The mess from rendering comes down to two things – Workmanship and the system itself.
The workmanship is a key part in keeping the mess of render to a minimum. When working on site, it is vital that the renderers keep their work space clean. This space being the area around walls they are rendering.
Different stages may encounter different levels of mess. For example: the render removal process may just require removing lumps of render whereas the scratching process of a scraped texture system will require removing the dust left behind, hence more mess. How a worker deals with these messes, will affect how messy the rendering will be.
Renders are requiring to provide protection against the rendering. This may be to prevent wet render from defacing any features or windows or to prevent the dust getting into small area which cannot be reached later on. A common protection for this is to lay plaster sheeting on the floor, around features and over windows. This allows for easy removal later on and helps the works to be mess free.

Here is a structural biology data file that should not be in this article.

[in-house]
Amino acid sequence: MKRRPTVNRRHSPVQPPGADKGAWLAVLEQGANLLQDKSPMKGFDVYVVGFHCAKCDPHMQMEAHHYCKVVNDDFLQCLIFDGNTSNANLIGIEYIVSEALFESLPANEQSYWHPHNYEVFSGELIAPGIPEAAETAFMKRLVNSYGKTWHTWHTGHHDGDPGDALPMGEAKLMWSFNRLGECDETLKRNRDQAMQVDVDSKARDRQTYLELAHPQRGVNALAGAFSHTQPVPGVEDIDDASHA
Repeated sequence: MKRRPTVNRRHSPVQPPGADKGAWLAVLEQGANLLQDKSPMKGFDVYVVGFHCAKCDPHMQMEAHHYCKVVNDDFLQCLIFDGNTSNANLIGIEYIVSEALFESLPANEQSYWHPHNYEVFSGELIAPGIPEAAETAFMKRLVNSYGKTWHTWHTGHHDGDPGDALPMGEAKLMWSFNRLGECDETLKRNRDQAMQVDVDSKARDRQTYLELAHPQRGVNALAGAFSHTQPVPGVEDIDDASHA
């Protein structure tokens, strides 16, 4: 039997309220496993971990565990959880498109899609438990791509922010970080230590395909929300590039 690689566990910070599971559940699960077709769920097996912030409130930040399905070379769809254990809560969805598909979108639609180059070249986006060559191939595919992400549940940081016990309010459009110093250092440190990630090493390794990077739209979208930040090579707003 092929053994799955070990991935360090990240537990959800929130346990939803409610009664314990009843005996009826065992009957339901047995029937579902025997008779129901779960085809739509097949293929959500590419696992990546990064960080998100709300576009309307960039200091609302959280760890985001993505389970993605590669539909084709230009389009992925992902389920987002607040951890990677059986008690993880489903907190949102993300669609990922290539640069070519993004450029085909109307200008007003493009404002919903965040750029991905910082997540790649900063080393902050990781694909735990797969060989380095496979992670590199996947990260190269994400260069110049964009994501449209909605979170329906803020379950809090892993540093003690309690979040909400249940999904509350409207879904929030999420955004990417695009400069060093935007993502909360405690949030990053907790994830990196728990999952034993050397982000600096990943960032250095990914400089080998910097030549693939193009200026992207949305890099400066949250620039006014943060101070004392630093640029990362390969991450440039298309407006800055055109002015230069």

Also, some systems can be more of a mess than others. As touched on in the previous point, a scraped texture system will require the scratching process at the end, which produces load of dust. However, this does not apply to all systems and a system such as a thin coat render may be less messy. The difference in mess between these two systems comes down to what is falling from the walls. A scraped texture system may have both wet render and dust falling, whereas a thin coat render may only have wet render.
To summarise, how messy the rendering works are come down to both the system and the workmanship. A system may produce more mess than a certain system but it’s how a renderer deals will the cleaning up of this mess, whether they put protection down for easy removal or spending time everyday cleaning up the mess left by the works.